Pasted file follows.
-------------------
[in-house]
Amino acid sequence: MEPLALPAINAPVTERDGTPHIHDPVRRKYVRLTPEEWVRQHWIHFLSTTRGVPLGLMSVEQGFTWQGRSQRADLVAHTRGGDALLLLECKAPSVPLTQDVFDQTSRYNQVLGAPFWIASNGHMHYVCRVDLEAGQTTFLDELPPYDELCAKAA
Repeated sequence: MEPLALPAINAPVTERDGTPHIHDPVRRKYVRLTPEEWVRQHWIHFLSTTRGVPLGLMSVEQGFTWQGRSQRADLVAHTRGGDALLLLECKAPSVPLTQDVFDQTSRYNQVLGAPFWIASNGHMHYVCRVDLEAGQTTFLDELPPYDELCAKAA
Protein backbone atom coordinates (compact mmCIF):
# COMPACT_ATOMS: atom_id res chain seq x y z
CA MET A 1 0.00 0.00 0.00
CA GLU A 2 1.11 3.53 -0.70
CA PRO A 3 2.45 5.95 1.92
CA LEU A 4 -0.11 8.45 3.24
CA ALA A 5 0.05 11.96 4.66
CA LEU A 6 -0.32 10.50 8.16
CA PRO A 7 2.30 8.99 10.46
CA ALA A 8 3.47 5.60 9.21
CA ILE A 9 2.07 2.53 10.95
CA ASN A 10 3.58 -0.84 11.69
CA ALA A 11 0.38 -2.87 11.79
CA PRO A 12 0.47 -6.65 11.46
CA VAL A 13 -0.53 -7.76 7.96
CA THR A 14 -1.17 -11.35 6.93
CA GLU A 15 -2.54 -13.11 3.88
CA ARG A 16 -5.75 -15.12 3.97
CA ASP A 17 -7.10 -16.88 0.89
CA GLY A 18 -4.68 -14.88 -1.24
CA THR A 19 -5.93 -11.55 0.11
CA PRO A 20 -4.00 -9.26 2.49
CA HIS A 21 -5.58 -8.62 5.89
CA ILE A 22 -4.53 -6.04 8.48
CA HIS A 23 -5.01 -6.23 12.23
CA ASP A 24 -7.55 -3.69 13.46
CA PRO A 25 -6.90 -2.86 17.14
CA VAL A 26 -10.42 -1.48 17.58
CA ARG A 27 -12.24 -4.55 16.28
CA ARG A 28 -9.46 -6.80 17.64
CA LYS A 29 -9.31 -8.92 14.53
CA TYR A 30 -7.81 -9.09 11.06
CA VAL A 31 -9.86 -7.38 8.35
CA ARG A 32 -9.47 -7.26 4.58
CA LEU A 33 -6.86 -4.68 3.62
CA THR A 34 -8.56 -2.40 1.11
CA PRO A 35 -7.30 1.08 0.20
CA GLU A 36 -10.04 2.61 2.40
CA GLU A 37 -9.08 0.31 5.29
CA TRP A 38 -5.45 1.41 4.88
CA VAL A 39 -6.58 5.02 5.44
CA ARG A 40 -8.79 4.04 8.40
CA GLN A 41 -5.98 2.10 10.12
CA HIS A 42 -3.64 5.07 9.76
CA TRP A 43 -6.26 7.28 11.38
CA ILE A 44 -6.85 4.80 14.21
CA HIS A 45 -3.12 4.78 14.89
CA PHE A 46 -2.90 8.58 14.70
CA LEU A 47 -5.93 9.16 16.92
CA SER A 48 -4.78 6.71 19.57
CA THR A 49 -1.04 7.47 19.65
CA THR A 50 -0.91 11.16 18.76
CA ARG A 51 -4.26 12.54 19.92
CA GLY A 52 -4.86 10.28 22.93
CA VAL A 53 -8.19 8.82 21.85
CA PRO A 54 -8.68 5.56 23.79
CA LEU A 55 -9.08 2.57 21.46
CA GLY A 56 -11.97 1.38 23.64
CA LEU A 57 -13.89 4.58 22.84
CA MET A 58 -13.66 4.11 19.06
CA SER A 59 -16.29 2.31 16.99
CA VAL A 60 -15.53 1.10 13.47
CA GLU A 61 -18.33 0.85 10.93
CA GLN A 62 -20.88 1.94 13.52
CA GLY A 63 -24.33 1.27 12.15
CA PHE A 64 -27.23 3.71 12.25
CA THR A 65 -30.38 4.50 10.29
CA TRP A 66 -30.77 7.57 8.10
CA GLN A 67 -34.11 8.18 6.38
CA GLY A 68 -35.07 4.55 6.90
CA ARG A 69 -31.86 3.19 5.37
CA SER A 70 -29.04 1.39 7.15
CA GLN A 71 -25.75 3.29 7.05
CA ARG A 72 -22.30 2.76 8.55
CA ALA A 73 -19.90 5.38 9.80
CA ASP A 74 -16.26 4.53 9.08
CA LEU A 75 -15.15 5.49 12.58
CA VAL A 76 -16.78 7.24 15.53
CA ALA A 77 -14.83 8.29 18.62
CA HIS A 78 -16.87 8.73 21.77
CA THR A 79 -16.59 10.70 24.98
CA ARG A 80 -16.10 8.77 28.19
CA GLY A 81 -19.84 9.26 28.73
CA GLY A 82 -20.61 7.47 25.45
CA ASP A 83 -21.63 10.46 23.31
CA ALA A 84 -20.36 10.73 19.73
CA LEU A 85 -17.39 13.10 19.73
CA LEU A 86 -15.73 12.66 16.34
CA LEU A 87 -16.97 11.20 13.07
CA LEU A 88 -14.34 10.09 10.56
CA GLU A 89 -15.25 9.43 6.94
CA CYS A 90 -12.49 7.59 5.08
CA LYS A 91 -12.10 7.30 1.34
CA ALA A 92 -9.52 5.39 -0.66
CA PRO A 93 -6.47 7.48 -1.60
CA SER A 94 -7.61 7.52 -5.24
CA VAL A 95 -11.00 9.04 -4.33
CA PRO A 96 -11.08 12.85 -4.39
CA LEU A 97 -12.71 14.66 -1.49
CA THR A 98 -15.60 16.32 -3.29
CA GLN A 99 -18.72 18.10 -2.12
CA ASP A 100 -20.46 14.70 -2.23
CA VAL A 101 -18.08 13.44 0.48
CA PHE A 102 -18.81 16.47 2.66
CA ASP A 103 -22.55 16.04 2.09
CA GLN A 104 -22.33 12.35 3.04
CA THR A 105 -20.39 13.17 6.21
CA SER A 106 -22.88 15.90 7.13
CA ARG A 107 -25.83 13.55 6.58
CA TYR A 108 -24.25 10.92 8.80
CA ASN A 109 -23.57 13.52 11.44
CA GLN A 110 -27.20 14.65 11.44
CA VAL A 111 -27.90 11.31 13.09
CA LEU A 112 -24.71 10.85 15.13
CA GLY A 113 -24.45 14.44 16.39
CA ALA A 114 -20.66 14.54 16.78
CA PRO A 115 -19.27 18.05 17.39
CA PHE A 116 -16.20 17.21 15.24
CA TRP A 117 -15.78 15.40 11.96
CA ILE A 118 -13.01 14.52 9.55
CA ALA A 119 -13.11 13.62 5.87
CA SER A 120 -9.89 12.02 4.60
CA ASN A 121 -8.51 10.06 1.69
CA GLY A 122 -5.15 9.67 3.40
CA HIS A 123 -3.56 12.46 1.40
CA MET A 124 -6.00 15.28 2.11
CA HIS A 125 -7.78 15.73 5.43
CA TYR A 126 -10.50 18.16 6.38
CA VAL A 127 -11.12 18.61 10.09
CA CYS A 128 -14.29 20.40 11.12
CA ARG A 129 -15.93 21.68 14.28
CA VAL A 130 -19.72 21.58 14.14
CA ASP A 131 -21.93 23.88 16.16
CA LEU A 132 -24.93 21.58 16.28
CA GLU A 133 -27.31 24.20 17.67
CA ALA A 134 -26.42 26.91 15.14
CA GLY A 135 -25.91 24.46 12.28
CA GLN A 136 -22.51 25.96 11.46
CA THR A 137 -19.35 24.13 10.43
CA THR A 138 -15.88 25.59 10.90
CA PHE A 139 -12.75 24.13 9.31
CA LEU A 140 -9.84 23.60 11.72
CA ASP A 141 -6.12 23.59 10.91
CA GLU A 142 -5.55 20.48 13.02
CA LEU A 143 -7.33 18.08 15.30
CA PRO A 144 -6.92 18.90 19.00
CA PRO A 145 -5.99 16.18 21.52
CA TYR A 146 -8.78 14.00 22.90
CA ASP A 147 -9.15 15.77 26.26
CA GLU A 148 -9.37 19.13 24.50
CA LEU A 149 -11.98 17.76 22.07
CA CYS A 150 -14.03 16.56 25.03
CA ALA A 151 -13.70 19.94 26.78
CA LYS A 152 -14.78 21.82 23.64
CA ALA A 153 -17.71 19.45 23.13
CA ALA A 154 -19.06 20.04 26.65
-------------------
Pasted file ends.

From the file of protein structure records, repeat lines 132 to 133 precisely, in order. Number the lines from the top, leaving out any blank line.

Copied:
CA VAL A 127 -11.12 18.61 10.09
CA CYS A 128 -14.29 20.40 11.12